Prototyping: A Component for Successful Projects
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Prototyping: A Component for Successful Projects

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Ever wonder why some projects just feel ‘right’ and others don’t? Or maybe you might have the Next Big Thing, but aren’t sure if it is going to work? There is an answer to those issues, Build a......

Ever wonder why some projects just feel ‘right’ and others don’t? Or maybe you might have the Next Big Thing, but aren’t sure if it is going to work? There is an answer to those issues, Build a Prototype!

This presentation will introduce you to the types of prototypes (paper to high fidelity), their benefits and how various Adobe tools can be used to create them. By leveraging prototypes, your team will be able better communication their ideas and avoid costly mistakes.

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  • “We don’t have the time to prototype?”“We can’t afford to prototype. We don’t have the budget.”I’ll cover more of this when I talk about prototyping’s role in testing, but you can uncover potential mistakes, gaps in the application flow, or points of uncertainty.Disneyland and the new Cars Ride1st builder testOvercoming “designer perfection” – Item labels all just fit, elements don’t scroll.

Transcript

  • 1. Prototyping: A Component for Successful Projects
    Chris Griffith
    Qualcomm, Inc.
    User Experience Group
  • 2. Available for iPhone
    http://bit.ly/ctSHPY
    Conference App Available
  • 3.
  • 4. What is Prototyping
    …incomplete versions of the software program being developed. A prototype typically implements only a small subset of the features of the eventual program, and the implementation may be completely different from that of the eventual product.
    (http://en.wikipedia.org/wiki/Software_prototyping)
  • 5.
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  • 9.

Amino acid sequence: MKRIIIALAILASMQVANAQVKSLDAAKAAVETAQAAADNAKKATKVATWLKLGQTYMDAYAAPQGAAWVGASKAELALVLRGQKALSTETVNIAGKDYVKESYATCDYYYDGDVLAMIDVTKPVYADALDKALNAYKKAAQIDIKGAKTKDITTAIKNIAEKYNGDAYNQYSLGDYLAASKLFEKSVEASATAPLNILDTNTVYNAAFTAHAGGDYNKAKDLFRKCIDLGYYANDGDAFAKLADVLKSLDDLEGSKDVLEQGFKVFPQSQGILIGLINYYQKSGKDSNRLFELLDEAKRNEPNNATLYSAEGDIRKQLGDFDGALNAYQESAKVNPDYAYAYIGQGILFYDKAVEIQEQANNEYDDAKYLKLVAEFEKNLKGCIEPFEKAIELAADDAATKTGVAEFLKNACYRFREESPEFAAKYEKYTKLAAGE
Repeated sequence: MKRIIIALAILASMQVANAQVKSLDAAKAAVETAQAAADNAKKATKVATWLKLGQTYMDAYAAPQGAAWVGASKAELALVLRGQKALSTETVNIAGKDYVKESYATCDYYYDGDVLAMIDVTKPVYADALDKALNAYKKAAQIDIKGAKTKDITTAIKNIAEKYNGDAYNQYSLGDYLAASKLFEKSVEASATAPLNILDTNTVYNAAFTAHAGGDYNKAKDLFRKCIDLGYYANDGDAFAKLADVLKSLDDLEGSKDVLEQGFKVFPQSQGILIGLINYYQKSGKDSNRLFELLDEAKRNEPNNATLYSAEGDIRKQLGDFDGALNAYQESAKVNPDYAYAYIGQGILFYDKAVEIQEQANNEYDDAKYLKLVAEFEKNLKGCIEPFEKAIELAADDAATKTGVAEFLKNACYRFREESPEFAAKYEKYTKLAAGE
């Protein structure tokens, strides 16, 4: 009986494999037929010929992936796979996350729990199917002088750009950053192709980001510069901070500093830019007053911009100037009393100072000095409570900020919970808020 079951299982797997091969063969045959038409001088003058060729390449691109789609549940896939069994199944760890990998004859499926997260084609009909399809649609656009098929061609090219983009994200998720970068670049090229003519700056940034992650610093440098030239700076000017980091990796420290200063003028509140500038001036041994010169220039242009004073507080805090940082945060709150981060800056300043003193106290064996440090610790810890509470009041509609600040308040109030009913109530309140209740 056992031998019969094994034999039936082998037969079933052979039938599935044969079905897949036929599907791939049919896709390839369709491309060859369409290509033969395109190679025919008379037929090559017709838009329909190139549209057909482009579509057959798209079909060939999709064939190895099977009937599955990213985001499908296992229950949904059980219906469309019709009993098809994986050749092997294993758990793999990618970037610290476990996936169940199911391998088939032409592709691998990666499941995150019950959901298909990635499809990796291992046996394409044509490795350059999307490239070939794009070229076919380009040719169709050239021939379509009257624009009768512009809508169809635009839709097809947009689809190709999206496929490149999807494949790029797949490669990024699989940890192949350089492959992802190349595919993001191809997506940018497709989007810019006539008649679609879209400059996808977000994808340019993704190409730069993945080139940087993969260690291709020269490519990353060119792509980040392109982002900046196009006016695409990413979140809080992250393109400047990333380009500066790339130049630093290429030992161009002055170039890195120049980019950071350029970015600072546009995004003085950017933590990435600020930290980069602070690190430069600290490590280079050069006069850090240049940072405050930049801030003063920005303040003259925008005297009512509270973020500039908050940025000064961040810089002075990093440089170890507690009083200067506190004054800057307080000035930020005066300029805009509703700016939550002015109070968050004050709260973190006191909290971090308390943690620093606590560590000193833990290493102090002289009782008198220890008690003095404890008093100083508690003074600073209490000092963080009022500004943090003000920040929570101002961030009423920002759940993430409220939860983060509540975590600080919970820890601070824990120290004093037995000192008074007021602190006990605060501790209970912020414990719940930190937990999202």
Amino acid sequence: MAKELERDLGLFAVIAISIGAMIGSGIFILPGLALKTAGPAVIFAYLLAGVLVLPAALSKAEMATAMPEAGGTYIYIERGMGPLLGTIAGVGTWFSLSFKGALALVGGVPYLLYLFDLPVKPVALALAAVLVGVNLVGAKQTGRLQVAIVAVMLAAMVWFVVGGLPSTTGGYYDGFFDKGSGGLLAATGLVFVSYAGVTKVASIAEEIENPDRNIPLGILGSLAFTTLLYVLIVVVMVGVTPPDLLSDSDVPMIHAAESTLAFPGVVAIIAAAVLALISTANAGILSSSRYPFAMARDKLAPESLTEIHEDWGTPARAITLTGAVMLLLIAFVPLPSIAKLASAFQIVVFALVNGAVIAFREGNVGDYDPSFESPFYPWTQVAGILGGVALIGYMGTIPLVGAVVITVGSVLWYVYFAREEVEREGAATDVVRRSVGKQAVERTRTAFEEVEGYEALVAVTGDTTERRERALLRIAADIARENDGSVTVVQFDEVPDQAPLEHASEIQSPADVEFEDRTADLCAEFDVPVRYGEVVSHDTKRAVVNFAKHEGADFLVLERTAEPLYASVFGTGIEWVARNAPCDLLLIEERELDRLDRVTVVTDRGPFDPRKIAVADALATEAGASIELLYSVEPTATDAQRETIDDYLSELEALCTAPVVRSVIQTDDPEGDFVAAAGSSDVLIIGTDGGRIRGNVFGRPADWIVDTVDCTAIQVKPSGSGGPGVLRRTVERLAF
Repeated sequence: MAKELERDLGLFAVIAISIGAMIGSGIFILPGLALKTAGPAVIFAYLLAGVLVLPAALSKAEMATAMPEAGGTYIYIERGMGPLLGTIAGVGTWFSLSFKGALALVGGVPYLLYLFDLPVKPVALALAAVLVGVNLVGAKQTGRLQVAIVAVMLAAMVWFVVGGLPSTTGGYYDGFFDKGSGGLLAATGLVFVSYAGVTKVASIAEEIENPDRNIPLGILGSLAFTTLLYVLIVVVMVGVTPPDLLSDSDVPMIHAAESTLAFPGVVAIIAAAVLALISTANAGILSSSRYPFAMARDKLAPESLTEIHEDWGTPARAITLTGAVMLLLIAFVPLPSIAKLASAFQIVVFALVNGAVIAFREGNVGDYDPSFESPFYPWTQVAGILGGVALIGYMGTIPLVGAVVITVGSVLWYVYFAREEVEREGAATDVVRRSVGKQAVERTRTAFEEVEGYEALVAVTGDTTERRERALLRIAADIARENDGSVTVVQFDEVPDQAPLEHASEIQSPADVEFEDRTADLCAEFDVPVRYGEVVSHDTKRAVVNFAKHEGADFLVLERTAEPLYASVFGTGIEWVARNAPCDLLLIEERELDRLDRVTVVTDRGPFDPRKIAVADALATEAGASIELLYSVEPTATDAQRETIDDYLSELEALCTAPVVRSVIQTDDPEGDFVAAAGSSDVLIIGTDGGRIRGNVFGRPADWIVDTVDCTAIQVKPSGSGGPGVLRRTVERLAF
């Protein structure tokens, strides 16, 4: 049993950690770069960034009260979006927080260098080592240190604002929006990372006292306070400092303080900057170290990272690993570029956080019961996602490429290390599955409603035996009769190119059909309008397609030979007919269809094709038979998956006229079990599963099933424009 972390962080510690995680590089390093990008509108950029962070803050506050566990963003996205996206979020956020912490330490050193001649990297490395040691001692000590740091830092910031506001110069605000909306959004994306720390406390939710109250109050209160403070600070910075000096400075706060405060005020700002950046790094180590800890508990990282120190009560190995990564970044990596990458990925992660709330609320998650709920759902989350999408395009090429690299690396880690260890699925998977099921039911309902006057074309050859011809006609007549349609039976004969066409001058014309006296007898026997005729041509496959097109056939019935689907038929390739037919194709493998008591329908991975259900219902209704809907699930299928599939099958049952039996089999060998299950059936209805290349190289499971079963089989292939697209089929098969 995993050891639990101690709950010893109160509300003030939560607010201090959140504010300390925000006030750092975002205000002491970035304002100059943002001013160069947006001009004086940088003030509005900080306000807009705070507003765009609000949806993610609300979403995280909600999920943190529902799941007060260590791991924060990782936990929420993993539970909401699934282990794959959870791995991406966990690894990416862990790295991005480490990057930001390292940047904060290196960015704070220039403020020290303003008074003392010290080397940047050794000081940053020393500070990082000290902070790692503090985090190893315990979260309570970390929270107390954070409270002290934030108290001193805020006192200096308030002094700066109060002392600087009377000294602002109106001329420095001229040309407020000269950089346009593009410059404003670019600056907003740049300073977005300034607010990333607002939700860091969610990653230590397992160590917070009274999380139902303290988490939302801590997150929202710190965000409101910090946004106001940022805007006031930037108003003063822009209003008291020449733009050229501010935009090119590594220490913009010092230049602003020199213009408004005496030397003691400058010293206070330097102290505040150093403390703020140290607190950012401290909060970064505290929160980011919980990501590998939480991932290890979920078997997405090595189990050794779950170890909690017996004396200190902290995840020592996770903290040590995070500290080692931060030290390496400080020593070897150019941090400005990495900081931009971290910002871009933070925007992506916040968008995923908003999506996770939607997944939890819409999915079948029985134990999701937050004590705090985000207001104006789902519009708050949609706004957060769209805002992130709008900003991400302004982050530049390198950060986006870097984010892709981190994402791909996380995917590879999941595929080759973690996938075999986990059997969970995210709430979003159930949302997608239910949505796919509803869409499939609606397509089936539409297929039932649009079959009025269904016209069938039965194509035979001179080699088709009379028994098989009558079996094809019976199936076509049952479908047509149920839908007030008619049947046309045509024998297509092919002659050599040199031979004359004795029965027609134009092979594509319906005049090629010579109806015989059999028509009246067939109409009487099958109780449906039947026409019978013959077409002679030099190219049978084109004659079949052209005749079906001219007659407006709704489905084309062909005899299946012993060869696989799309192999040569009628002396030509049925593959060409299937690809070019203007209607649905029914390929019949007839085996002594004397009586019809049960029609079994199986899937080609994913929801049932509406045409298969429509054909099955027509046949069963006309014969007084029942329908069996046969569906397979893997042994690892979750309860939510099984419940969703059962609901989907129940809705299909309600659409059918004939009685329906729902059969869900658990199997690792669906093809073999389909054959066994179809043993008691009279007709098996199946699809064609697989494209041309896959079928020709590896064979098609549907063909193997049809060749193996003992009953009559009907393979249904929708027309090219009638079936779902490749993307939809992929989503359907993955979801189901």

• 10. Source: http://www.whattofix.com/blog/archives/2008/05/peace_for_pachy.php
  • 11.
  • 12.
  • 13.
  • 14.
  • 15.
  • 16.
  • 17.
  • 18. Short Timeframes
  • 19. Build only what you need
  • 20. Don’t be afraid to throw it out
  • 21. Types of Prototyping
    • Low Fidelity
    • 22. Medium Fidelity
    • 23. High Fidelity
  • Low Fidelity
    • Quick to develop
    • 24. Allows for explorations of ideas
    • 25. Can be more difficult to conduct user studies
    • 26. Zero coding!
  • Paper Prototyping
    Source: http://usereccentric.com/entries/000333.html
  • 27. Paper Prototyping
  • 28. Tools
  • 29. Resources
  • 30. Medium Fidelity
    • More “real” user experience
    • 31. Longer design time
    • 32. Longer development time
    • 33. Some level of programming
    • 34. “Golden Path” / Slideshow
  • Medium Fidelity
  • 35. Tools
  • 36. High Fidelity
    • Closer to reality
    • 37. Greater design requirements
    • 38. More development time
    • 39. Can serve as a reference platform for other groups (Engineering, QA, Marketing)
  • High Fidelity
  • 40. Tools
  • 41.
  • 42.
  • 43.
  • 44. Demos
  • 45. iPhone Tricks
    <link rel=“apple-touch-icon” href=“myIcon.png”>
    <link rel=“apple-touch-icon-precomposed” href=“myIcon.png”>
    <meta name=“apple-mobile-web-app-capable” content=“yes”>
    <link rel=“apple-touch-startup-image” href=“mySplash.png”>
  • 46.
  • 47. Source http://usability.wikimedia.org/wiki/File:Research-Photo-LabTesting.jpg
  • 48. Prototyping Pitfalls
  • 49. Fidelity Trap
  • 50. “Looks Done to me! Ship IT!”
  • 51. Prototyping: A Practitioner's Guide
  • 52.
  • 53. Keys to Successful Prototyping
    • Short development time
    • 54. Throw-away code (mostly)
    • 55. Fake it (when you can)
  • Q&A
  • 56. Contact me:
    • cgriffith@qualcomm.com
    • 57. Twitter: @chrisgriffith
    • 58. Blog: http://chrisgriffith.wordpress.com/
  • Thanks!
  • 59.
  • 60. Title